One-in-three workers would leave their companies for a more compassionate environment: How to be an empathic leader

One-in-three workers would leave their companies for a more compassionate environment: How to be an empathic leader

Six years ago, I had a manager who made me work through an illness, all because they were unable to stop and be empathetic to my situation. It led to a prolonged illness on a personal level and weeks of work missed, which was a productivity nightmare.

Making the right managerial and executive decisions is challenging enough during good times, but even harder during a global pandemic.

Amid today’s ever-changing chaos, teams deserve an empathetic leader who deeply understands what each of their employees is going through.

Empathy is directly connected to people, and sometimes, as business leaders, we can become so focused on deliverables and keeping our own priorities in check that we unintentionally ignore how our workers are coping.

According to research, not enough leaders demonstrate this ‘soft skill’, even though a significant 92% of workers would be more likely to stay in their job if their bosses would show greater empathy.

The same research found the state of empathy being displayed in the workplace has considerably stalled this year.

The study discovered that leaders in 2020 were not doing enough to demonstrate empathy, with only 68% of employees saying their organisation were ‘somewhat’ empathetic — representing the lowest rate of the past four years.

These numbers especially are cause for concern if we consider that studies show the expression of empathy has far-reaching effects in an individual’s personal and professional life.

It’s increasingly recognised as a fundamental leadership tool in today’s global market, valuably benefiting leadership effectiveness.

Through the global pandemic, many businesses were forced to work remotely, which meant teams faced a new set of challenges.

Struggling with exhaustive workloads and longer working hours, not being able to interact with team members in person, and, of course, juggling work demands while caring for children or older family members, workers experienced a new level of burnout and stress.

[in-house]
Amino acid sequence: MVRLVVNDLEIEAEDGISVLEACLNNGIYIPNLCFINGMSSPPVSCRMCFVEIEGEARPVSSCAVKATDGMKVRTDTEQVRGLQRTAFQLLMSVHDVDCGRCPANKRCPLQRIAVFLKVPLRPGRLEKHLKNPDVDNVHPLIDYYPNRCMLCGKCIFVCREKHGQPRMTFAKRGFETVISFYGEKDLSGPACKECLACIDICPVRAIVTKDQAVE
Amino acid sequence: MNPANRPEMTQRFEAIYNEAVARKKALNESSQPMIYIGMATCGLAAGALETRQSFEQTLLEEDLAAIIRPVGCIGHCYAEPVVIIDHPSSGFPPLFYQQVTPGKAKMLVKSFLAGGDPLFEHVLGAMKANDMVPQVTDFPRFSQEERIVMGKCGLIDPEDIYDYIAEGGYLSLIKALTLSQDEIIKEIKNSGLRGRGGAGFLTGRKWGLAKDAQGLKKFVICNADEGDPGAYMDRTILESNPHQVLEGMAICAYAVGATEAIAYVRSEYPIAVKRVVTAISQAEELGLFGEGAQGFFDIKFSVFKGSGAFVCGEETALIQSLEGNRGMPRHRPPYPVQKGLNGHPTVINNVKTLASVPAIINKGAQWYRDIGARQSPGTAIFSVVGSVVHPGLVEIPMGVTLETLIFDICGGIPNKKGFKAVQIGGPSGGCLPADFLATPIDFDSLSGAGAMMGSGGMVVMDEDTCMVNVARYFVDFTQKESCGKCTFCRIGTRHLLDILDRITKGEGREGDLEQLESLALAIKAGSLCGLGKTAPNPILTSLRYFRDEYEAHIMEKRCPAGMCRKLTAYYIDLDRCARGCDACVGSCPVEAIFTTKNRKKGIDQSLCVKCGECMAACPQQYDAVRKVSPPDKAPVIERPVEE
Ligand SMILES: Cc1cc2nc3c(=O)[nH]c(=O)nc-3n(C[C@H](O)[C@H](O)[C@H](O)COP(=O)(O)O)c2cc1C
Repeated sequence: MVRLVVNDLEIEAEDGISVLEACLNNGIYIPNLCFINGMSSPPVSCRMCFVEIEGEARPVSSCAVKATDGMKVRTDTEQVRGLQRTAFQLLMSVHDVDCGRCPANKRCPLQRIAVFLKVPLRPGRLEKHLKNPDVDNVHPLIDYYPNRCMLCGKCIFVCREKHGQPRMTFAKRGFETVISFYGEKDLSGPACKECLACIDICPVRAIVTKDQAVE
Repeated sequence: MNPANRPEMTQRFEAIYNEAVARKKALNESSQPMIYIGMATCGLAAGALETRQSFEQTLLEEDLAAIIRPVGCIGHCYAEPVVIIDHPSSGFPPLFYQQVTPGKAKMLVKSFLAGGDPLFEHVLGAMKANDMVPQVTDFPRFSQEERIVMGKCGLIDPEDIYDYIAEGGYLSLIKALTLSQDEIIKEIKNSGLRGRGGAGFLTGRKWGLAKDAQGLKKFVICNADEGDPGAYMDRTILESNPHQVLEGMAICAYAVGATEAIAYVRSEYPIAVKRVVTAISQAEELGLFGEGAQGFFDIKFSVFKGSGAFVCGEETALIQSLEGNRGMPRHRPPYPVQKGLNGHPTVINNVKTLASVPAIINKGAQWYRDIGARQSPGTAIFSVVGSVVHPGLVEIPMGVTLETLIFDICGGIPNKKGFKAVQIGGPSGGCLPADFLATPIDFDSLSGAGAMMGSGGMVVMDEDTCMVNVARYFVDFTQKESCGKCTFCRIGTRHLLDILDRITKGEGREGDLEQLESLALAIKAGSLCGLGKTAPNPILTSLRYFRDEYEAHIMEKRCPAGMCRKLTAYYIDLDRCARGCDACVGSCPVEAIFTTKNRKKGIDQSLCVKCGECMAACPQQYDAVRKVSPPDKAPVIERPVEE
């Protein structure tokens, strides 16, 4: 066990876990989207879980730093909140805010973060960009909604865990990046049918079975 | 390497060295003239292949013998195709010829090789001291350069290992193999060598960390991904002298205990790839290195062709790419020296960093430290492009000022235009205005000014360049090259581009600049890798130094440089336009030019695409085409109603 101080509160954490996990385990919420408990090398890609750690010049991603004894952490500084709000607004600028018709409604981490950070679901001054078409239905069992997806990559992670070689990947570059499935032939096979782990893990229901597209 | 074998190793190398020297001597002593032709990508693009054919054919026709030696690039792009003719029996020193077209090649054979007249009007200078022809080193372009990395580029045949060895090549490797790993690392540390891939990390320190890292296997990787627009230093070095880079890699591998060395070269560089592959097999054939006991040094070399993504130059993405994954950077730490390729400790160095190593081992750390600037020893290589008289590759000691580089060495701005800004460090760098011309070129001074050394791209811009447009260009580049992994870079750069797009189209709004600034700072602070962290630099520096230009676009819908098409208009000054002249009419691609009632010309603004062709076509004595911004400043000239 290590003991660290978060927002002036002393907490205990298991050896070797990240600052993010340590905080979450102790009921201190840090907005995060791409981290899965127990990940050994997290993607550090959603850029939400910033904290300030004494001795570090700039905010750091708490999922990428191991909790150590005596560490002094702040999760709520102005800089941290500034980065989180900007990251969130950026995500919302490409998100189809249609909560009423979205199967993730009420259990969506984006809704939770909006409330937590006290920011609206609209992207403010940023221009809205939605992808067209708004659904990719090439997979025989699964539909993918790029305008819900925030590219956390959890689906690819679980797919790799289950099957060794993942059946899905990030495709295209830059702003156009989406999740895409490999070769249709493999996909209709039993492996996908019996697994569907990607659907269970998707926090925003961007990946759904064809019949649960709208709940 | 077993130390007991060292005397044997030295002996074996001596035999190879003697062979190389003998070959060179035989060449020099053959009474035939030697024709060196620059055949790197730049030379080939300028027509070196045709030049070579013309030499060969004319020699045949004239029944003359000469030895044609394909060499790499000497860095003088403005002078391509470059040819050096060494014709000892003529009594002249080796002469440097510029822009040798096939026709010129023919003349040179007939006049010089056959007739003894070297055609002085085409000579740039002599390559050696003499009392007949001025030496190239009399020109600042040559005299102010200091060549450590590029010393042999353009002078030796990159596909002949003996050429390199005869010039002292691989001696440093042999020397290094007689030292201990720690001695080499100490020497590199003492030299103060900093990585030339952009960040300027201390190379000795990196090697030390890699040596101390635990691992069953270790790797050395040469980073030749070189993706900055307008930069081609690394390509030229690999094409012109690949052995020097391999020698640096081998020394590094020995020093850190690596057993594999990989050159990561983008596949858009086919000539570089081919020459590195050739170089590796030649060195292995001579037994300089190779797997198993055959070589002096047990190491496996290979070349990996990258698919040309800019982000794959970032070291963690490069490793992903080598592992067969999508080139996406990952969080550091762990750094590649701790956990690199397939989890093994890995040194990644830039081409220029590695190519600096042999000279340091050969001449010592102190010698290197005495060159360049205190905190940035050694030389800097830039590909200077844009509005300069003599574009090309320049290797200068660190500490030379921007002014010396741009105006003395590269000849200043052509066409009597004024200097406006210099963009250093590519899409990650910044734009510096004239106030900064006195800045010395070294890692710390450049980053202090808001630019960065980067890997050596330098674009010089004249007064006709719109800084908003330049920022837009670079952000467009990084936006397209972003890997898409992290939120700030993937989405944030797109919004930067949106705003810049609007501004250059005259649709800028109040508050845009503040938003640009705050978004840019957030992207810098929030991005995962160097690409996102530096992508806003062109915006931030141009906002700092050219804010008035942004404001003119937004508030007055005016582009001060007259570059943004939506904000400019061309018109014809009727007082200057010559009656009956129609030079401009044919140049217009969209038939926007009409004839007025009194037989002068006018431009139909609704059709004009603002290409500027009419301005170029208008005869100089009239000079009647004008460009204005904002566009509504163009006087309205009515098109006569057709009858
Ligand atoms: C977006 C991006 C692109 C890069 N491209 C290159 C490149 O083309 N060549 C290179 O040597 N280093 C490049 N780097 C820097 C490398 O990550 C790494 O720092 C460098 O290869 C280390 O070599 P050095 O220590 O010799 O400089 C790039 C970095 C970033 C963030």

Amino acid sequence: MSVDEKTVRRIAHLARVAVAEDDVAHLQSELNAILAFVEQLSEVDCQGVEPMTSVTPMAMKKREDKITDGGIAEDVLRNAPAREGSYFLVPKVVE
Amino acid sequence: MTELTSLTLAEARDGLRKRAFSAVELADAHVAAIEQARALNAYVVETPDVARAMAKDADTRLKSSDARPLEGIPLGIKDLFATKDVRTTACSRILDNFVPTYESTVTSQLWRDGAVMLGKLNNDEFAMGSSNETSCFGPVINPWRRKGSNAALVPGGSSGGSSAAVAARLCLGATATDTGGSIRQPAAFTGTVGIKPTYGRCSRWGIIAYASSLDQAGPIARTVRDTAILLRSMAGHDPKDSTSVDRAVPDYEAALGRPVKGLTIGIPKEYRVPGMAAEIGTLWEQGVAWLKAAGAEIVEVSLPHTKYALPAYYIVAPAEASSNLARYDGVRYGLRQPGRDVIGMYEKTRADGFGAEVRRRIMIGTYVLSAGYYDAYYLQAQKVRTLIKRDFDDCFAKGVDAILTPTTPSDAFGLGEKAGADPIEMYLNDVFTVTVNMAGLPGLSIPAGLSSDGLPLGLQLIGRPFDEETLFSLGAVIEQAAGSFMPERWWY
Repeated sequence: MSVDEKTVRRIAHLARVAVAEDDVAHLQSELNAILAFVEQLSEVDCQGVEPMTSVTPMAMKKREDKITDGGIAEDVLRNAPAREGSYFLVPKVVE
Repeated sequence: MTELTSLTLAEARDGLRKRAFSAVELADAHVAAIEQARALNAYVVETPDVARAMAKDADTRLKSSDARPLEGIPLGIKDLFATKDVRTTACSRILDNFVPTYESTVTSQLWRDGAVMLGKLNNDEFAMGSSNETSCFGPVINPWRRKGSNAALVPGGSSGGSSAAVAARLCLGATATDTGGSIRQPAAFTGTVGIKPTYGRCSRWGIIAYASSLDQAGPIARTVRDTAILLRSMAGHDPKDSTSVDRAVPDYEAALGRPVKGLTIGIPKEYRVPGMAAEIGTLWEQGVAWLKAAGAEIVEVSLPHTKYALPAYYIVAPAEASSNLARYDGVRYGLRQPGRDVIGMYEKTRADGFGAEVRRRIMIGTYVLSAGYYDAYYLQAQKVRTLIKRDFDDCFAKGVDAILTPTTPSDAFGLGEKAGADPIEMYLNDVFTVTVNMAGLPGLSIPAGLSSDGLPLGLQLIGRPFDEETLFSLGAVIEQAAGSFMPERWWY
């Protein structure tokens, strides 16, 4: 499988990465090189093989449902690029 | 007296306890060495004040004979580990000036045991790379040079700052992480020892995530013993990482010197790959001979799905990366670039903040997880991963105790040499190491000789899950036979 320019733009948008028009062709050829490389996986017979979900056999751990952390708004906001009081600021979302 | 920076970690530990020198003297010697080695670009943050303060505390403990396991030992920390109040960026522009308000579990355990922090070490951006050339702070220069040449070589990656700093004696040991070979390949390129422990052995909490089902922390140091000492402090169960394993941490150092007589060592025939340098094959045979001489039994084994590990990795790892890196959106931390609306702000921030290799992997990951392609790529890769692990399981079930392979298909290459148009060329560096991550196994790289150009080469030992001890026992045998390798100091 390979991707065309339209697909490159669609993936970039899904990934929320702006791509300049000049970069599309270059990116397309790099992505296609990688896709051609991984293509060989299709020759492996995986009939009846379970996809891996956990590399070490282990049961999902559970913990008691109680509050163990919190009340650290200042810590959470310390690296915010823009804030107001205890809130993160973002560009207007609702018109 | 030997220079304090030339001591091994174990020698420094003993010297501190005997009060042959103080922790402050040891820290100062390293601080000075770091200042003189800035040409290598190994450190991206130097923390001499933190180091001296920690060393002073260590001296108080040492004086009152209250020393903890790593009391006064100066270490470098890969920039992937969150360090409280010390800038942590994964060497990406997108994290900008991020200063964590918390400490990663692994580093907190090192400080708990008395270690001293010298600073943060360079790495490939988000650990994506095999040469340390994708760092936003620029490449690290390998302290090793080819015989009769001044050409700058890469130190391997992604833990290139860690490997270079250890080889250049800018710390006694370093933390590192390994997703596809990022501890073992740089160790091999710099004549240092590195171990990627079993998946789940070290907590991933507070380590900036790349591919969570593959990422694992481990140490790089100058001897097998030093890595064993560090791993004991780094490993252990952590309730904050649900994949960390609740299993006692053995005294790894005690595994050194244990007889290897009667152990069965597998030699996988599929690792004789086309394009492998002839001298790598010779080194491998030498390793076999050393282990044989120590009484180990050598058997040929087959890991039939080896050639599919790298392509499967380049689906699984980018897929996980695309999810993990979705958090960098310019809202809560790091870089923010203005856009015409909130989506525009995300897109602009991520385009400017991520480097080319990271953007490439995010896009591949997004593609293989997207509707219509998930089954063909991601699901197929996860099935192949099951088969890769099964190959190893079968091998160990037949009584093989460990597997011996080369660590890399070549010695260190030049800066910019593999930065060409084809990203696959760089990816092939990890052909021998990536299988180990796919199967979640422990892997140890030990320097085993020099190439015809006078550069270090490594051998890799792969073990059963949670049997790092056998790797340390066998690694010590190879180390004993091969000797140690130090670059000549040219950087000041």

During lockdown, many Australians completed an extra four to five hours on average of work for free every week, according to the latest report from the Centre for Future Work.

That’s almost an hour of unpaid work every day. It adds up to 2.4 billion hours per year.

In addition to this, issues such as isolation, financial worries and health concerns continue to burden Australian workers, with calls to Lifeline hitting an all-time high (a 57-year record) in September.

As leaders and managers, we have a responsibility to take proactive measures to help avoid stress overload and potential burnout in our teams. Although that support cannot always be given in person, there are a wide range of resources available for employers to provide support to those who need it most.

Consider organising regular check-ins and one-on-one meetings to discuss current work situations and how the business can better support employees, as well as incorporating wellness and mindful practices in the team’s everyday routines. These tactics will help your team to build resilience and feel better supported by management.

Today, I lead with empathy not only because it’s inherent to my nature, but also because I believe it’s important to take the time to understand the needs of each team member.

I do this because I know they’ll be happier, more creative and ultimately produce better business outcomes if they can operate in an environment that works for them.

Being an empathetic leader isn’t hard.

It’s all about being more understanding of the struggles of your team, and simply asking them what they need to better perform their role.

Create a safe space that allows for open conversations about mental health, especially as businesses transition back to the office.

Even in a ‘flexible forever’ remote working situation, it’s important that leaders discuss what this will mean for their team.

Given one-in-three workers say they would leave their companies for a more compassionate environment, it’s now more important than ever to take the time to understand your team’s concerns and listen to their ideas, to create a better working environment that motivates and fulfils them.

This article first appeared on SmartCompany. See the original.

Stay Smart! Get Savvy!

Get Women's Agenda in your inbox